DIARY OF LONDON
best fund in England, the Post Office, nobody would take
at 30 per cent discount.
3d August, 1696. The Bank lending the ^200,000 to
pay the army in Flanders, that had done nothing against
the enemy, had so exhausted the treasure of the nation,
that one could not have borrowed money under 14 or 15
per cent on bills, or on Exchequer Tallies under 30 per
cent. Reasonable good harvest weather. I went to
Lambeth and dined with the Archbishop, who had been
at Court on the complaint against Dr. Thomas Watson,
Bishop of St. David's, who was suspended for simony.
The Archbishop told me how unsatisfied he was with the
Canon law, and how exceedingly unreasonable all their
pleadings appeared to him.
September, 1696. Fine seasonable weather, and a great
harvest after a cold, wet summer. Scarcity in Scotland.
6th September, 1696, I went to congratulate the mar-
riage of a daughter of Mr. Boscawen to the son of Sir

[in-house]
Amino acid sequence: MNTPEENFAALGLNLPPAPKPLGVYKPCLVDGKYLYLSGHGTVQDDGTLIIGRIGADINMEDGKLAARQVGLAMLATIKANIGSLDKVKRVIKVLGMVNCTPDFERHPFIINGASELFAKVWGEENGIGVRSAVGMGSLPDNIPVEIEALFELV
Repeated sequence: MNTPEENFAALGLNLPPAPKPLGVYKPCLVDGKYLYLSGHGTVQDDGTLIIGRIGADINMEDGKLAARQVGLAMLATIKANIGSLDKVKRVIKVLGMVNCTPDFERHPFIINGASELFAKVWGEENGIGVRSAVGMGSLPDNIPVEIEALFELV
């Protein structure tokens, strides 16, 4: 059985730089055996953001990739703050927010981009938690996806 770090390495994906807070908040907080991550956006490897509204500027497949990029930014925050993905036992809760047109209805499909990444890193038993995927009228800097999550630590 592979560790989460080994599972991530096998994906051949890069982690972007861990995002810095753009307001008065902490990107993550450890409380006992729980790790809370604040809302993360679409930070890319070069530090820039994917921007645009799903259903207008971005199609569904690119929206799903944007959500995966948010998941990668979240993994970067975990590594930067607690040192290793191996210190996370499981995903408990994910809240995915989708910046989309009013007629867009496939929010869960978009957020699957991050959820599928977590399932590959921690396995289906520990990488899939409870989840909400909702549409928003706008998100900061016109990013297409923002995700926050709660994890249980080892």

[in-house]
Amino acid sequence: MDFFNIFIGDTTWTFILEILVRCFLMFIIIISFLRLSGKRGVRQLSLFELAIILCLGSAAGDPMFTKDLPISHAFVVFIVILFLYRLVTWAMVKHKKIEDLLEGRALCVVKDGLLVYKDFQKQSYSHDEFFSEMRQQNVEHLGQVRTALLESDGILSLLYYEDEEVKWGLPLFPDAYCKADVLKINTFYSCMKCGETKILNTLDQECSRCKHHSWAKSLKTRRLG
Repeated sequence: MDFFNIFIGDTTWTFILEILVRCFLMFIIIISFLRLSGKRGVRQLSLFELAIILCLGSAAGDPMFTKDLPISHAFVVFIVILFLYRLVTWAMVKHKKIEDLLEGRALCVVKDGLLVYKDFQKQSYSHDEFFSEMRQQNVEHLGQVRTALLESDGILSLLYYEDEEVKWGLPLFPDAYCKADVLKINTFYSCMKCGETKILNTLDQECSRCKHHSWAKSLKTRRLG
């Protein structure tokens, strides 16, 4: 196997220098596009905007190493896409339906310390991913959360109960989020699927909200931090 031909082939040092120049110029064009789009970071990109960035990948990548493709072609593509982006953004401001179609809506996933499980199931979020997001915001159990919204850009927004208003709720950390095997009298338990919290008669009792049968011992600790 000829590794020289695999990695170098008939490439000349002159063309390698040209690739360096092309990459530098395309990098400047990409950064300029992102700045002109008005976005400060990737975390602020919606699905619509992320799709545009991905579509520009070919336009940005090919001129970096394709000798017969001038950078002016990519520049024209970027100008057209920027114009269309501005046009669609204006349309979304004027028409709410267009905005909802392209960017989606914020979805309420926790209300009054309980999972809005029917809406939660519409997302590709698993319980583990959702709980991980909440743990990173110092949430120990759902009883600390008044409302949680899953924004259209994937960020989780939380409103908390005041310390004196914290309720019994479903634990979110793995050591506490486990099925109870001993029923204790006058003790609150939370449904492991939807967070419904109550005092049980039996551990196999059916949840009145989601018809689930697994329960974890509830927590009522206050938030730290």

Philip Meadows; she is niece to my Lord Godolphin,
married at Lambeth by the Archbishop, 3oth of August.
After above six months' stay in London about Green-
wich Hospital, I returned to Wotton.
24th October, 1696. Unseasonable stormy weather, and
an ill seedtime.
November, 1696. Lord Godolphin retired from the
Treasury, who was the first Commissioner and most
skillful manager of all.
8th November, 1696. The first frost began fiercely,
but lasted not long. More plots talked of. Search for
Jacobites so called.
i5th-23<l November, 1696. Very stormy weather, rain,
i3th December, 1696. Continuance of extreme frost
i7th January, 1696-7. The severe frost and weather
relented, but again froze with snow. Conspiracies con-
tinue against King William. Sir John Fenwick was be-
7th February, 1697. Severe frost continued with snow.
Soldiers in the armies and garrison towns frozen to
death on their posts.
(Here a leaf of the MS. is lost.)rfect winter.